I don't have the zen to accept every moment of my life for what it is. Right now, I am having a hard time avoiding fear, specifically fear of the racial ugliness bubbling up during this election.
I've interviewed Klanspeople and other white supremacists; dealt with the inevitable slings and arrows of being a black woman in America; even found out at one point that one of my supervisors told a white employee that I took his job because of affirmative action.
It's just part of the game, right?
Well, it still stings. Seeing a guy wave around a Curious George doll at a McCain event is one thing. You can chalk that up to gleeful racist mischief... i.e., mean, but stupid.
Seeing Meet the Press, which actually has a black contributors, pretzel itself this week trying to discuss race without any guests of color was tougher.
It's not that black people (or Asians, Native Americans or Latinos) are the only folks who can talk about race. Far from it. It's just that having an all-white panel during a turning point week in the discussion of race in America is a sign that we in the media still need a little help.
Alex Wong, Getty Images for 'Meet the Press'
Discovery Channel's Ted Koppel pauses as he listens to moderator Tom Brokaw, during a taping of 'Meet the Press' on October 12, 2008 in Washington, D.C.
The discussion would have been stronger with a good black commentator. (The clip from guest Ted Koppel's documentary "The Last Lynching," which airs tomorrow on the Discovery Channel, was intriguing though.)
It's nice that the term The Bradley Effect has become, once again, a key part of the American political lexicon. But that term has, over time, come to underplay the strong and irrational currents of emotion that exist around race and, dare I use the word, change.
Despite the polls trending in one pro-Obama direction, the outcome of this race is not written yet, nor should it be. I'm not just talking about the change that a black President could bring. I'm talking about the ongoing demographic change that will bring America, by the Census's latest estimates, a nation without a racial majority circa the year 2042.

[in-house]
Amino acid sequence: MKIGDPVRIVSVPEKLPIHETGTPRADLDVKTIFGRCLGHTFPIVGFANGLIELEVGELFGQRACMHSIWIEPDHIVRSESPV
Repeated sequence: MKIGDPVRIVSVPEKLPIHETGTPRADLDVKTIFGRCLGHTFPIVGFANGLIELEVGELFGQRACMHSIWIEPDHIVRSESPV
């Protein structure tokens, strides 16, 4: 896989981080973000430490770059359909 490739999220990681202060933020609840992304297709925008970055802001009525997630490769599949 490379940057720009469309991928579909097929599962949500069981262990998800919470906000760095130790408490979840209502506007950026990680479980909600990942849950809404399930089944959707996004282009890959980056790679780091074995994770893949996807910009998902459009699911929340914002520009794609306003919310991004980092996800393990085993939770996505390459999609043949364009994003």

In some ways, it's that change that undergirds this nation's fears and insecurities. The year that America becomes "majority minority" may be off, but that change of demographics is going to come.
Nearly a decade ago, I wrote a book called The Color of Our Future that charted that change (predicted, back then, to happen in the year 2050). I talked to teens because I find teens refreshingly unguarded compared to older adults when it comes to talking about race, and also because many of them will be alive when this demographic shift occurs. The cultural shift is occurring far ahead of the actual demographic shift ... and that's got some folks in full flip out mode.
I just found out that my book is going to be excerpted, yet again, in a college reader. It's gratifying to know that although the statistics I talked about have changed, the underlying question of how we will react to the idea of a nation where white Americans are no longer a majority is more pressing than ever.
How will we will evolve emotionally and spiritually as we evolve politically and demographically? Are we prepared to open up, or will we devolve into name calling and a blame game about our problems?
The face of America is changing, but are we ready and are we willing to communicate freely and respectfully during this transition? That's a question that won't be answered on November 4th.